The mystery of the stones with “life”: self-growing, multiplying and moving

In Romania, there is an area of strange rocks, called trovants, that have the ability to expand and grow like mushrooms after being exposed to rain water. Rocks are inanimate objects. They are not living creatures.

They have no biological processes, cannot breathe, reproduce or move. At least, this is something we all know.

However, there is a special stone in Romania that is completely an exception, they have the same “behavior” as a living organism. During the dry season, Trovant is completely immobile and stays in place without changing size. But when the rainy season comes, the stones seem to come to life, start to increase in size and even move.

The researchers suspect these unusually spherical rocks were formed by the unusually intense and prolonged seismic activity of the Middle Miocene. The shock waves generated by large earthquakes compacted sand deposits and condensed limestone cement into spherical lumps – commonly known as trovants.

What causes these rocks to grow, move and multiply?

Trovants come in a wide variety of sizes and shapes, with some being able to fit in the palm of your hand while many are taller than a person’s head, even reaching 4.5 meters in size. Of the more than 100 trovants recorded at at least 20 sites, some of the rocks were excavated after the sand surrounding them was quarried.

The strange rocks in Romania that have the ability to swell and grow like mushrooms after rain is a mysterious phenomenon that attracts a lot of attention from the scientific community. These rocks are related to a geological phenomenon in the area.

Trovant is made up of a core of hard rock and sand or gravel that forms around it. These unique structures can only form in highly porous sand deposits and sandstone deposits bound by calcium carbonate-rich water.

Calcium carbonate is required in trovant formation, and it also plays an important role in making rocks grow in the presence of rainwater. After each heavy shower, trovant species absorb the minerals of the rainwater, then naturally combine with chemicals already present in the rock, creating a reaction and internal pressure. This pressure causes the rock to grow from its center to its edge and multiply, with a deposition rate of about 4-5 cm over 1000 years.

In fact, some trovants are fixed to the ground below through solid rock, like the “Old Ladies” block in Ulmet. Their unusually bulging shape comes from ancient origins. This stone was found in the Romanian village of Costesti.

The word trovant means “cement sand”. This rock is formed from a type of sand that appeared millions of years ago on Earth. In fact, the earthquakes that created this strange rock happened 6 million years ago.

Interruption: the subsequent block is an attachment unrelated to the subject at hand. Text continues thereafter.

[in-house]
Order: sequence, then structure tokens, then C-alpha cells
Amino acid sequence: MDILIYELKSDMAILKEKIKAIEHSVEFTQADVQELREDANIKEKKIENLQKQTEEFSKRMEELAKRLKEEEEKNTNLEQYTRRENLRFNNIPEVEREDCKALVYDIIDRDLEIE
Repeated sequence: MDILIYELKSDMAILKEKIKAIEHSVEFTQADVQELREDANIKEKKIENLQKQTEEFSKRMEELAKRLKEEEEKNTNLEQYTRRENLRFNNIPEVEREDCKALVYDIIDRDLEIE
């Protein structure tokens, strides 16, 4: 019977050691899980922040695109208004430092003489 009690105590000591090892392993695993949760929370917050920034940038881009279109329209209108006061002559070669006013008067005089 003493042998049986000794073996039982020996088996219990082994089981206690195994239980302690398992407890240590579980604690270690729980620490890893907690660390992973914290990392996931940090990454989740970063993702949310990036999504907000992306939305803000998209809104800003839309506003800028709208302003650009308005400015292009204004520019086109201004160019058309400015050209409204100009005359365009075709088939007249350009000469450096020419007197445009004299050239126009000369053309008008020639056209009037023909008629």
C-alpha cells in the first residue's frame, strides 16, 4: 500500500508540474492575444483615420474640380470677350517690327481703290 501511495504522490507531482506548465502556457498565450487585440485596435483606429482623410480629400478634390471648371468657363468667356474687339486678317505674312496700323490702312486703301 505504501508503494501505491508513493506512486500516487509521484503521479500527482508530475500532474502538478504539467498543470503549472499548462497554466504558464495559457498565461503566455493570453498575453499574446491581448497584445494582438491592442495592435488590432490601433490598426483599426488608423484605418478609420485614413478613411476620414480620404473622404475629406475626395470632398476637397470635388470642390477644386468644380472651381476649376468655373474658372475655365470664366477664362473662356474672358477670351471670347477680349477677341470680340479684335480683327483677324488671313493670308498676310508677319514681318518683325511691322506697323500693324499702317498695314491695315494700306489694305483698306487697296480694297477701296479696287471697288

Trovant occurs in a smooth and non-angular shape, usually cylindrical, nodular or spherical. Trovants develop these inconsistent shapes as they “grow” and “proliferate” due to the irregular secretion of “cement”. You can see these stones grow from only a few millimeters in size and to as large as 10 meters.

But it’s not just their structure and ability to grow, but their proliferation that makes trovant rocks unique. They can also move from place to place. And if that’s not enough, they also have root-like extensions and age rings that can be seen when you cut the rock. However, until now, scientists have not been able to explain these unique features.

The amazing thing is that during and after each rain, Trovants rocks in the village of Costesti grow like mushrooms. The stones just kept growing, growing strangely. Trovant only grows when there is rain. Normally they are only 6 to 9 mm in size, but when water enters they swell up to 6 to 10 meters. Some rocks even know how to move. Cut the stone in half and see that there are rings of veins inside like a tree trunk.

Visually, since trovant rocks are clearly a combination of the characteristics of a plant and a rock, it is unclear whether they should be classified as living organisms. But whether they are alive or not, these growing stones provide a majestic sight – a must-see when visiting Romania’s Valcea District.

Inside trovants are hard rock cores, outside is a crust made of sand. However, the swelling phenomenon of trovants is explained by some scientists as a high mineral content beneath the rock’s crust. When the rock surface is wet, this mineral begins to pressurize the outer sand layer and cause the rock mass to begin to swell.

Various small cubes: oval or rough like acne spots appear on the faces of the stones. This is a form of concreting with grains of sedimentary sand or rock bound together by calcium carbonate. “Some are made from sandstone, others from gravel. In geological terms, they can be called grindstones and agglomerates,” said Florin Stoican, representative of Buila-Vanturarita National Park.

There is little research on the origin of the “growing stones” in Romania, but many theories have been put forward. According to the International Geological Congress in Oslo 2008, “Trovant” is considered a type of “sandstone concrete”. According to the hypothesis put forward at the congress, the Romanian Trovant has a magnetic texture that reflects the paleodynamic conditions (early seismic) and corresponds to the specific composition of the sand sediments (especially carbonates). accumulates in the sand, occurs during significant seismic tremors.

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